Thursday was the deadline for cities to submit a potential site to Amazon for its upcoming, Apple UFO-like $5 billion new North American headquarters, a secondary hub that the company says will compare in size and scope to its existing Seattle headquarters.
Naturally, Bay Area cities are clamoring to draw company CEO Jeff Bezos’s eye. In all, nine local cities want to attract Amazon with prime real estate, including a coalition of seven cities, dubbed the Northern Arc, who submitted jointly.
San Francisco, Oakland, Richmond, Concord, and Fremont form the bulk of the so-called arc, with Pittsburg and Union city attached as potential “secondary sites” for Amazon riches.
The mass bid by the Bay Area Council [BAC] name drops the likes of “Levi Strauss, Kaiser Permanente, Chevron, Clorox, Visa, and Gap” before bringing up Google, Facebook, Apple, Tesla, Salesforce, and what it refers to as “a burgeoning knowledge-based economy” around Silicon Valley.
More important than the chance to rub shoulders with Tim Cook and Mark Zuckerberg, BAC argues that Bay Area cities have the infrastructure Amazon wants:
The backbone of the Northern Arc is Bay Area Rapid Transit (BART), which has stations in each city. Any one city could accommodate Amazon’s HQ2 needs, as could a combination of sites in multiple cities—all of which are connected today via BART, ferries, buses, rail, and bikeways, and soon connected by vertical transport and autonomous vehicles. All within 45 minutes to an hour of each other
San Francisco Business Times says that San Jose and Vallejo also petitioned Amazon, separately from the seven-city rush.
So, what are municipalities offering the company? Here’s a breakdown of some of the sites they’ve all pitched as potential development assets:
- Candlestick Point and the San Francisco Shipyard, here called “the largest single redevelopment opportunity on the West Coast.”
- The “Southern Bayfront,” stretching from Mission Creek down to Candlestick and including Pier 70 and Mission Rock.
- Central SoMa, “the rectangle bounded by Market Street, Townsend, Second Street, and Sixth Street,” which includes the new Flower Mart.
- Uptown Station, the former department store building that was meant to host Uber’s Oakland headquarters until the deal collapsed earlier this year.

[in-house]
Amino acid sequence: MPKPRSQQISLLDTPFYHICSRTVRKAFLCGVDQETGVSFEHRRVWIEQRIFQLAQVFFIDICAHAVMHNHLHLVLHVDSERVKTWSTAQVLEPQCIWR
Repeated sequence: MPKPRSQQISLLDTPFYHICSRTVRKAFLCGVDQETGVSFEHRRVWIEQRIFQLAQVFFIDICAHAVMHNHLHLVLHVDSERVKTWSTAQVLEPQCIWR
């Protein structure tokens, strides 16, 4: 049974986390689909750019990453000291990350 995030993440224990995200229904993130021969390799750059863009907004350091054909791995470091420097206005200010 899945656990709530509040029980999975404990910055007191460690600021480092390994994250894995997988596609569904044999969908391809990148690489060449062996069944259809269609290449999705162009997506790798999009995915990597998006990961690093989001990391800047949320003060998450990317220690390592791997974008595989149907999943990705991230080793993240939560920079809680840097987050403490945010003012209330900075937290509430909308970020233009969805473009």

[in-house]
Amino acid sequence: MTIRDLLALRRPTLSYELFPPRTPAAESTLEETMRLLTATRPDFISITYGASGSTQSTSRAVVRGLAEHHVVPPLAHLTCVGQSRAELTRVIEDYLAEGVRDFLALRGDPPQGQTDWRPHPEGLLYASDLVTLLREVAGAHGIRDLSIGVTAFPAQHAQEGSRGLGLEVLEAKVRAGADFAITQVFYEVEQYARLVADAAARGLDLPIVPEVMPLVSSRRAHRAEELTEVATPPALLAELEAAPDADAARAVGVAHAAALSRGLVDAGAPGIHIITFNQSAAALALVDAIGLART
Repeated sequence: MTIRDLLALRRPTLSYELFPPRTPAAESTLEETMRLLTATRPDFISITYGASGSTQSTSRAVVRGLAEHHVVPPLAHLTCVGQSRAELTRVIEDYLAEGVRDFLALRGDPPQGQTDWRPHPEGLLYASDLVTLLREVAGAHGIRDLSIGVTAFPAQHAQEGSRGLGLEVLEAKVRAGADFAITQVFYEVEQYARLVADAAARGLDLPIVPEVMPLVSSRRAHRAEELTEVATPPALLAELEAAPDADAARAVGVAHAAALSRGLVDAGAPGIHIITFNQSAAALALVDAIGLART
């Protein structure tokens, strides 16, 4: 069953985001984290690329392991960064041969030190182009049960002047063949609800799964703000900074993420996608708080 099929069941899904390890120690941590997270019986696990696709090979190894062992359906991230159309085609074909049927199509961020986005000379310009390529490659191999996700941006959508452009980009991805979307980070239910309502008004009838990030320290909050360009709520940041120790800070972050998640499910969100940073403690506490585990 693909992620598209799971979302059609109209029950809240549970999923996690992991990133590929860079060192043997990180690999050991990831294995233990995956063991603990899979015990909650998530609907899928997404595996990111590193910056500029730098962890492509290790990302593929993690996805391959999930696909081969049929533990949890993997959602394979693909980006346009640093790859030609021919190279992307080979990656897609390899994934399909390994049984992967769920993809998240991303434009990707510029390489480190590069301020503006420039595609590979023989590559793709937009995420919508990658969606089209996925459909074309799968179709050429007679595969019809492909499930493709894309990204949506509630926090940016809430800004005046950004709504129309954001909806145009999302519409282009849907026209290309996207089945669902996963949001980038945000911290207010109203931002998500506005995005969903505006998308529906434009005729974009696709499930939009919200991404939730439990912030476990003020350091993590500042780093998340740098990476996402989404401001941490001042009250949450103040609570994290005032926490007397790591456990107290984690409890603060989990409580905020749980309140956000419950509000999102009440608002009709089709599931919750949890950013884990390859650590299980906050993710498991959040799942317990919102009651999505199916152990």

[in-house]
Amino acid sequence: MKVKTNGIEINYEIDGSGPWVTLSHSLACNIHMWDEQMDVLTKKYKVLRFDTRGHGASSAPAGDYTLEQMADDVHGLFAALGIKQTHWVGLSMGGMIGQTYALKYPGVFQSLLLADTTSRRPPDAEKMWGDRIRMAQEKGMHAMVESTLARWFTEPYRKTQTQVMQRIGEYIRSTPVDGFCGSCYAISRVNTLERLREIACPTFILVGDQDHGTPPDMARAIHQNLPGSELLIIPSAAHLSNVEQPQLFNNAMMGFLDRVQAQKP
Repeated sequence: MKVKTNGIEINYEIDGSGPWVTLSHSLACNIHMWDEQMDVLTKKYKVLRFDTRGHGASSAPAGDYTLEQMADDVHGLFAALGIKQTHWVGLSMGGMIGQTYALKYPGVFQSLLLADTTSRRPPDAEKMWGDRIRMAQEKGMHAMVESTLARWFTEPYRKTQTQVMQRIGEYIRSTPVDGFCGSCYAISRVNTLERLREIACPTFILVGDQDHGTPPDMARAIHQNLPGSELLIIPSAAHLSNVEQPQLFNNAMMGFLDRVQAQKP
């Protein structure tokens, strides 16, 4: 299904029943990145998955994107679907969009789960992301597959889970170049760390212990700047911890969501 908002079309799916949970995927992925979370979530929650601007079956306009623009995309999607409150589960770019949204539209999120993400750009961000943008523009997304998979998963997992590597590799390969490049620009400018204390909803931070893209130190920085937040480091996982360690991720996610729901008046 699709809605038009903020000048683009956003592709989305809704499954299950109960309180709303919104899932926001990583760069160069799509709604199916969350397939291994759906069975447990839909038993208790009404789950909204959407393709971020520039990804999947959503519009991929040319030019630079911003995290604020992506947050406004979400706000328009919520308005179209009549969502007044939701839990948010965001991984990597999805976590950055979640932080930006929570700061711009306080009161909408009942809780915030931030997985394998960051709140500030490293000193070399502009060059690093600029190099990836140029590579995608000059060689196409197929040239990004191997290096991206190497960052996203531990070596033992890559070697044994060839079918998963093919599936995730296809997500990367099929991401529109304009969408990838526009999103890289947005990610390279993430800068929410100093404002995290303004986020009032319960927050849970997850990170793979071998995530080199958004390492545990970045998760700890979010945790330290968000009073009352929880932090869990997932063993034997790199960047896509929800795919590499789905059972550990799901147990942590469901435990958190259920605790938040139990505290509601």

- 601 City Center, a 24-story Shorenstein-built office tower under construction on 12th Street.
- Eastline Development, “a full city block assembled next to the Paramount Theater, where “underutilized buildings will be razed to construct large-plate office space now most in demand by tech and other firms.”
- As the city indicated weeks ago, Concord put forth the former Concord Naval Weapons station as a potential Amazon site, “2,300 acres in total, with 500 acres allocated for Phase 1.” Although it should be noted that the entitlements on the conversion from derelict military site to new development aren’t yet completed.
- UC Berkeley Richmond Field Station: “In May 2014, the University of California (UC) Board of Regents approved a Long Range Development Plan (LRDP) [that provides] guidance for the development of over 5.4 million square feet of research and development facilities on UC Berkeley property that could serve as the backbone for the Amazon facility.”
- Warm Springs parking lot: This 28-acre parcel is the current BART surface parking lot and is environmentally cleared and zoned for a 1.8 million-square-foot commercial development. Given that it is adjacent to the new Warm Springs BART Station, this site is also an excellent opportunity for increased density.
- Northern Arc Bid [Bay Area Council]
- Bay Cities Petition Amazon [SF Business Times]
- Does SF Want Amazon? [Curbed SF]
- Concord Bids Amazon [Curbed SF]